Cities are humanity. They are where we grab great dinners, check out storied art, meet other "cool" people, and stroll around while connecting dots and curiously peering in windows. When "we" travel, especially in Europe, it seems the city is the institution that we visit. Sure, the countryside races by on rolling train rides between Europe's great centers, but it is the city that grabs the traveler. Paris, Barcelona, London, Prague - the city is the reward and destination, the places we write home about. But to know the whole story of any country, one must read passed the opening chapter. One must travel beyond the city walls.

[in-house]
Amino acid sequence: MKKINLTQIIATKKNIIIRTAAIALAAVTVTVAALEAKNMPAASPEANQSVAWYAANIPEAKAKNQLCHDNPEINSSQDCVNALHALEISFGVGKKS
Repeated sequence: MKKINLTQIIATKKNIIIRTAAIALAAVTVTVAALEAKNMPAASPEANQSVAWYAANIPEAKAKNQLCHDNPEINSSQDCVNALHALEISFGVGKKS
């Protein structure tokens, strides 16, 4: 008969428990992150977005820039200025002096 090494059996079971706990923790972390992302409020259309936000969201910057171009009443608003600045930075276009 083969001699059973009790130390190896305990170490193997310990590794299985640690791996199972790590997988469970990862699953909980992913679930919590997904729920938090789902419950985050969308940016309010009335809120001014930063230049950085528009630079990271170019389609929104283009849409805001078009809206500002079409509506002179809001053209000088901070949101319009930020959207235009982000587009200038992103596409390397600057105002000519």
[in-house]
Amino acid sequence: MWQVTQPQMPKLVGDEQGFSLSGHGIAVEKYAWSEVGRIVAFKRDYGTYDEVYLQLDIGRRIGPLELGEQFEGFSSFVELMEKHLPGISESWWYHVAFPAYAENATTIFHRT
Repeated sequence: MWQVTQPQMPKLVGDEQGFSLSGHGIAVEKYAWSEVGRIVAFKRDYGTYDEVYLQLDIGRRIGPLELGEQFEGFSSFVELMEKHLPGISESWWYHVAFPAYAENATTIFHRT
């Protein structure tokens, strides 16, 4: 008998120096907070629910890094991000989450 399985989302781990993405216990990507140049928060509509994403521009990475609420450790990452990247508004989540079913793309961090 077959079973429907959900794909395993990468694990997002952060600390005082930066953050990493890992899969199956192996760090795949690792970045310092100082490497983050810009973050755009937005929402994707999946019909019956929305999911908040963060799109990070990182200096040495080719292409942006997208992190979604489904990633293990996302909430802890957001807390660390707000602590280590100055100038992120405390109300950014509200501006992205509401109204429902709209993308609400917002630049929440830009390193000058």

The edge of the city does not announce itself, and through years of travel, I have grown appreciative of the subtleties of reaching open space, which is both dramatic in relativism and quiet in introduction. After days of bathing in humanity and the shuffle of urban life, I find myself looking longingly at maps for quaint places that I have never heard of, picturing peace, simplicity, and adventure. Rivers look curious, lakes have a sort of splendid solidarity, and national parks invite the traveler with a promise of wild edges and marooned corners of ecological decadence too wild to birth civilization.